[StBernard] FEMA trailer deadline looms

Westley Annis westley at da-parish.com
Sat Sep 9 11:05:07 EDT 2006

Advocate staff writer
Published: Sep 9, 2006

About every two weeks, Lillie Oliver finds a ride from her FEMA trailer in
Renaissance Village to New Orleans, her home before Hurricane Katrina.
Her goal is to find a place to rent. The apartment she had before the storm
was destroyed by flood waters.

"But they've just gone crazy with the rents in New Orleans. There's no way I
can afford what they're asking," she said as she played solitaire underneath
a tent that serves as a community center in the FEMA-operated park just
north of Baker.
"I guess they've forgotten about the poor people," she added. "I just don't
know what I'm going to do."

But the Federal Emergency Management Agency has not forgotten that it has
72,000 travel trailers and mobile homes in Louisiana occupied by evacuees
like Oliver.
A year ago, FEMA said the trailers were only temporary shelters and evacuees
could live in them for 18 months. Now the agency is preparing for that
deadline, which will occur in February.

"The 18-month period is mandated by the Stafford Act," said Judith Garza,
FEMA's recertification coordinator for Louisiana. "It's not FEMA. It's law."

FEMA will not say whether people will be given extensions when the 18-month
deadline arrives.

"We're not saying either way at this point what's going to happen then,"
said Ronnie Simpson, a spokesman for FEMA. "Right now we're concentrating
on the present. We want people to rebuild their lives and be able to go
home. That's our goal."

Over the next three months, FEMA recertification teams will visit each of
the agency's trailers and mobile homes in the state.

"We want to find out what the occupants long-term plans are," Garza said.
"We just want them to have a permanent housing plan. The ultimate goal is to
get them back to normalcy."

Various state and federal referral agencies will work with the teams to help
evacuees get back on their feet. The teams will also be talking about
whether the occupants are still eligible to live in the trailers.

"For instance, some victims evacuated because their homes were in areas that
were inaccessible," Garza said. "But now that those areas are open, you find
that their homes weren't really damaged, or the damage was cosmetic. Those
people can go home. Cosmetic problems don't allow them to have a trailer."

The teams will ask evacuees for documents, including things like proof of
ownership of a home and insurance policies. "We don't duplicate benefits,"
Garza said. "If insurance companies did pay, we want to know what they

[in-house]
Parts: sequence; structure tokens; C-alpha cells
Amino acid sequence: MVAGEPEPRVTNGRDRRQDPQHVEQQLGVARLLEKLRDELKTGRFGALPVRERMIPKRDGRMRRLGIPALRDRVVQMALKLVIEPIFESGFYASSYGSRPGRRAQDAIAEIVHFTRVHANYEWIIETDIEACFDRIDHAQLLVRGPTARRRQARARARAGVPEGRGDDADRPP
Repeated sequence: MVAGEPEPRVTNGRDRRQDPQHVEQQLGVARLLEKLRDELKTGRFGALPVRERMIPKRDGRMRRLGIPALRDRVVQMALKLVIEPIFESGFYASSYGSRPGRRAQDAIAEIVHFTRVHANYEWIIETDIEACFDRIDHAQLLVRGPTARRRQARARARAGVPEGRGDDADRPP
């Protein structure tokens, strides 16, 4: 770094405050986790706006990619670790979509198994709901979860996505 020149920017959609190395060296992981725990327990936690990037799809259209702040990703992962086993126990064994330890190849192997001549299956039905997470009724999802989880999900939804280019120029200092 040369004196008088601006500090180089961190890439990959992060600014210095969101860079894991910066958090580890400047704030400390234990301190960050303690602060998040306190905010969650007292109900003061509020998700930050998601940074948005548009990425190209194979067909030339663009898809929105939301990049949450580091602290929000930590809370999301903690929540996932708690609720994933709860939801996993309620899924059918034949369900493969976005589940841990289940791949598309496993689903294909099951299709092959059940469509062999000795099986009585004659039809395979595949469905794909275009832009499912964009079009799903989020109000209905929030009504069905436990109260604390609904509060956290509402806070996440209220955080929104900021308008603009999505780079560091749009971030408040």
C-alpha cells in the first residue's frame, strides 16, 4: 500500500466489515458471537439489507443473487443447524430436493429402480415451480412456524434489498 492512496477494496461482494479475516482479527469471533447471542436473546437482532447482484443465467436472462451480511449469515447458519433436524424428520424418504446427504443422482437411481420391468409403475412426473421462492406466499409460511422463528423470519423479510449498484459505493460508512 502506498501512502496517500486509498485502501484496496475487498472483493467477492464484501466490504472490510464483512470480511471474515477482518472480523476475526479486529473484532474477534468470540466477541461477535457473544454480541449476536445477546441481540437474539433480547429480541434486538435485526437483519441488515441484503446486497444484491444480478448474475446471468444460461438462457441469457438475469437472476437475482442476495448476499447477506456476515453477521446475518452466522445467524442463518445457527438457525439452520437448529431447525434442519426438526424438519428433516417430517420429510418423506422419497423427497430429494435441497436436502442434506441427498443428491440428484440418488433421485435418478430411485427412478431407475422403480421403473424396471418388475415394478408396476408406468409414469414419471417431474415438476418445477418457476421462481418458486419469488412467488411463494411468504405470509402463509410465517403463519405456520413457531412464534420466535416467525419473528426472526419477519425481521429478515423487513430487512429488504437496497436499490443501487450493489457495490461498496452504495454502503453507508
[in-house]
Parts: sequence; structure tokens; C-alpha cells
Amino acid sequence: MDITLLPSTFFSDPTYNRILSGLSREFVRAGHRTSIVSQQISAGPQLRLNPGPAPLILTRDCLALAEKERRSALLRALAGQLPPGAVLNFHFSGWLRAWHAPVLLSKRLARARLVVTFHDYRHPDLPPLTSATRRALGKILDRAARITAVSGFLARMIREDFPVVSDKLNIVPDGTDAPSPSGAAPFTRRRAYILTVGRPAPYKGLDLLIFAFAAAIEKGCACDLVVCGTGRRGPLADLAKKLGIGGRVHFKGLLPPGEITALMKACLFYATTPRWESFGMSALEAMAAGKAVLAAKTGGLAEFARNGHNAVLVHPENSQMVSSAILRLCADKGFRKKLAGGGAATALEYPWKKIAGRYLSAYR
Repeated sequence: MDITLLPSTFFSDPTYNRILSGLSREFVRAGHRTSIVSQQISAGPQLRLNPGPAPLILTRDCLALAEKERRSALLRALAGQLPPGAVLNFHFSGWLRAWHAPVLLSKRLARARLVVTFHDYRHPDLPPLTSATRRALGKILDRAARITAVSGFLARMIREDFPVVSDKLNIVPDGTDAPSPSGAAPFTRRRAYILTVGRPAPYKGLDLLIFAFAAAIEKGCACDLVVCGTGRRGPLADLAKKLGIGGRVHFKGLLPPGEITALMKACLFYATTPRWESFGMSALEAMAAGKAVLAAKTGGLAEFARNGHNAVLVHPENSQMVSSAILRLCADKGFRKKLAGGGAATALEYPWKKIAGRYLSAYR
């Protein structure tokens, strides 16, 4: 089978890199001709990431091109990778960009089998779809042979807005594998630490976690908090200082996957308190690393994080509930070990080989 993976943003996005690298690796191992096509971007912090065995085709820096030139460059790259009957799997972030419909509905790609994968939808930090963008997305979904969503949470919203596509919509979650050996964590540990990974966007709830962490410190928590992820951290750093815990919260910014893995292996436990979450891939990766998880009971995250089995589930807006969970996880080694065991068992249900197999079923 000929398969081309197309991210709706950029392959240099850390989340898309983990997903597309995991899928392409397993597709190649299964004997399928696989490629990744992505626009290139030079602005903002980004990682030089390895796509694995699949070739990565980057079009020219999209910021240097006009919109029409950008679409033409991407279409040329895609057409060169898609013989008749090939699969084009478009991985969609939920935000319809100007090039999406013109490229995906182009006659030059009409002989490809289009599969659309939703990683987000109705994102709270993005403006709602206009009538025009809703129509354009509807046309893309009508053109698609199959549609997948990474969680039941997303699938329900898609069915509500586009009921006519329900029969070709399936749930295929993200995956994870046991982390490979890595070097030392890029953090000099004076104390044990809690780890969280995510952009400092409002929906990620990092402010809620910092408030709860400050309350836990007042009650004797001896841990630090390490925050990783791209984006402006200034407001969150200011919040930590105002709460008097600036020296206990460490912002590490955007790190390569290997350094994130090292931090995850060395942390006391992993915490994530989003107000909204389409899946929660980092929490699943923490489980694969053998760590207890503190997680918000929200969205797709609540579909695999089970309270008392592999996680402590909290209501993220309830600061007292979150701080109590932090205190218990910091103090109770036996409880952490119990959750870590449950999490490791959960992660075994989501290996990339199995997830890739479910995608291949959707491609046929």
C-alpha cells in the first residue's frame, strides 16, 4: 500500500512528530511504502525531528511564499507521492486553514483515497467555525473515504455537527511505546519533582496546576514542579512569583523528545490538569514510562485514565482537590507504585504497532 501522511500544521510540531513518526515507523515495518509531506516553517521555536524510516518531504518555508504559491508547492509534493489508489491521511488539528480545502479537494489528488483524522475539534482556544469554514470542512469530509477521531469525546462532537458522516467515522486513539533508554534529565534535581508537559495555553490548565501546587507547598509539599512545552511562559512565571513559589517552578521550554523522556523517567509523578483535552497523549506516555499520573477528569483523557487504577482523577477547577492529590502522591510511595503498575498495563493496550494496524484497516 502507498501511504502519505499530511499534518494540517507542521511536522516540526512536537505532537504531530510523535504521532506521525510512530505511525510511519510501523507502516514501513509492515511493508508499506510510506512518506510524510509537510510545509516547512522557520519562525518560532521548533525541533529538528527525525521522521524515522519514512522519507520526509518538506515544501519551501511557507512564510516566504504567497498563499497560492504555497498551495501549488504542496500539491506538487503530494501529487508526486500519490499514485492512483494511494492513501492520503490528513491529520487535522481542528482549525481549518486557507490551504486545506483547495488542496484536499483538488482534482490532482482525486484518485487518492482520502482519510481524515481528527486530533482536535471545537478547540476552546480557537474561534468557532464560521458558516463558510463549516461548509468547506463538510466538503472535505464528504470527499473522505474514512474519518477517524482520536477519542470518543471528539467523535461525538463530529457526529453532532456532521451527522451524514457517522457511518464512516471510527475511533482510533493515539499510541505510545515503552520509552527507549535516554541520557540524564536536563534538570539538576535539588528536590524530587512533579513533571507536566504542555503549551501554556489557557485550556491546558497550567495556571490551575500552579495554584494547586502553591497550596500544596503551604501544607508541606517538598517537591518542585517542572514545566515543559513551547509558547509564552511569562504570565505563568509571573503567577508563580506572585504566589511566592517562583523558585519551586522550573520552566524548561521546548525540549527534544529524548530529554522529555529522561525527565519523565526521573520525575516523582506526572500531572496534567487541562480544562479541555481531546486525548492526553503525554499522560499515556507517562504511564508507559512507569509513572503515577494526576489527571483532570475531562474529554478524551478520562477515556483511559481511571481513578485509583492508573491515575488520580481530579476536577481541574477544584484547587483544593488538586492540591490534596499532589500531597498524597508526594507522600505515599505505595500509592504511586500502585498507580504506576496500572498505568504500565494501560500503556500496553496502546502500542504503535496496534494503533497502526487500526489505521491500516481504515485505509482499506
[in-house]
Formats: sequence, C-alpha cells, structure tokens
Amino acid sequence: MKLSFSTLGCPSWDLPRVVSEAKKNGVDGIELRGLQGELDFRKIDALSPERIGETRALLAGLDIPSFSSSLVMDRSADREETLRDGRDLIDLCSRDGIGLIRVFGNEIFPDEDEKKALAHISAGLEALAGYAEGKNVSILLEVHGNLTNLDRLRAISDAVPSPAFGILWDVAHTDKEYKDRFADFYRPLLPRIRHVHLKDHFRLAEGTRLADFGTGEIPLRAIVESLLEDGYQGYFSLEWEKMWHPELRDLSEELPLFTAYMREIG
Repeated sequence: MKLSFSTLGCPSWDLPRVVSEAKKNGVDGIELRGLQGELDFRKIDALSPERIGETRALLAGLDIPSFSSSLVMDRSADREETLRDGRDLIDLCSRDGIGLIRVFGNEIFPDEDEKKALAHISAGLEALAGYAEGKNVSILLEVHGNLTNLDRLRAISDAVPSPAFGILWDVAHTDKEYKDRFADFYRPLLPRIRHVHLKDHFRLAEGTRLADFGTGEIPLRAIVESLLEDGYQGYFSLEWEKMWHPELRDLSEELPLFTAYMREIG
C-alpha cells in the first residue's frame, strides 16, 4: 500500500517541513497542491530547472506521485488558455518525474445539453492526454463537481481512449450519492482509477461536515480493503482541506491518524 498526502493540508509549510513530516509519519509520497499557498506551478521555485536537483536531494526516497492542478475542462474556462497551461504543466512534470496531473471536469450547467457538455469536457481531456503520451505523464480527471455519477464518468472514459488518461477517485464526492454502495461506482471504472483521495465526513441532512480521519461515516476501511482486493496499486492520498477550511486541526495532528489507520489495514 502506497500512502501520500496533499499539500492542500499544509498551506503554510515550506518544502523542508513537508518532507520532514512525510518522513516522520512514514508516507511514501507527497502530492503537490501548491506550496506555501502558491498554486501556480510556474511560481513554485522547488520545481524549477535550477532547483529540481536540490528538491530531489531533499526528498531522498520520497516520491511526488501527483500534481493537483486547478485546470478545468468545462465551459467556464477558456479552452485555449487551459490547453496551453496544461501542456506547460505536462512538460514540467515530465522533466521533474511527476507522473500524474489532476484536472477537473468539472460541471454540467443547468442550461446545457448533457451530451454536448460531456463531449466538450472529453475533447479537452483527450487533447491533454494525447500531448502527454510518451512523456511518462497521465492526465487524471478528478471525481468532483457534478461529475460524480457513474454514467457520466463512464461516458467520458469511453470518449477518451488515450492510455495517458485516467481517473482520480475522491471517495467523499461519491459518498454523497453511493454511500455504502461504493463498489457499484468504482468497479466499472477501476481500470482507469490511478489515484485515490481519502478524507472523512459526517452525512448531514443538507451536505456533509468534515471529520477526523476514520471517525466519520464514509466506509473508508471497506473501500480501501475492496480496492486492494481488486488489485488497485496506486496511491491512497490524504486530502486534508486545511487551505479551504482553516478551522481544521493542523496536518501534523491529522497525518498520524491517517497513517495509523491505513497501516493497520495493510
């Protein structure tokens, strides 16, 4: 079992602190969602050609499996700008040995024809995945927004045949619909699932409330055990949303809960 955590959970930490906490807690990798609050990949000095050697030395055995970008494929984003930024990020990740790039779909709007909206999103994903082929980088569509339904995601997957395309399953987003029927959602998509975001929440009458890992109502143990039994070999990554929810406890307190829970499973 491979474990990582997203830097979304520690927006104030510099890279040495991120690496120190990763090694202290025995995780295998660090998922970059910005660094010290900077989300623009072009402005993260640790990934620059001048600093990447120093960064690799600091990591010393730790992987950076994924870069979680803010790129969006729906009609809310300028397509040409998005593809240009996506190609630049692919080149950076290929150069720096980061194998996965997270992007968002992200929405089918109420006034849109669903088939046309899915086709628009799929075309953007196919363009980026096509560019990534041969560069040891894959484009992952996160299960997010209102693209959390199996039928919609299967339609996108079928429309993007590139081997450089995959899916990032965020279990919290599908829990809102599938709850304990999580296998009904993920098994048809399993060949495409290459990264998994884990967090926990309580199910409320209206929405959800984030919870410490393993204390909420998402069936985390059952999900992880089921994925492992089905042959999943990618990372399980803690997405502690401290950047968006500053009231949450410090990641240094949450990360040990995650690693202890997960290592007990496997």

They also want to find out whether people are really living in the trailers
or are they using the trailers as storage units or weekend homes. "Some
people want to hang on to the trailers because they're afraid another
hurricane will hit us," she said. "That's not a good enough reason to have

At the same time, Garza said, the teams will try to find out if "there's
anything we can do to keep evacuees eligible for continued assistance."

"We know there's a need for housing, transportation and jobs," she said.
"We're there to walk with them in the road to recovery.

Garza said FEMA recognizes one of the bigger challenges will be getting
renters back home. "We will be referring some of them to the (state)
Department of Social Services and Housing and Urban Development to see if
they can help those who were renting," she said.

In Renaissance Village on Friday, some of the homeowners said they were on
the road to recovery and would be able to meet the 18-month deadline. Toxi
Jackson, who's lived in Renaissance Village for a month, said she hopes to
be back in her New Orleans house by the beginning of the year. "I didn't
have any insurance," she said. "But I've gotten my roof fixed and the inside
has been gutted. I need furniture and some other things I lost but I'm
hopeful I'll get back. I'm so homesick. All I can think of is going home."

And it was the renters who said they were struggling to get back home and
were concerned about the 18-month deadline. Etta Harris, who rented in New
Orleans but now lives in the village, said she is worried. "I do want to be
out of the trailer by February, but I'm not sure if I'll have the money to
move," she said. "But I believe if FEMA sees you're trying to get your life
back on track, they'll give you an extension. At least I hope they do."

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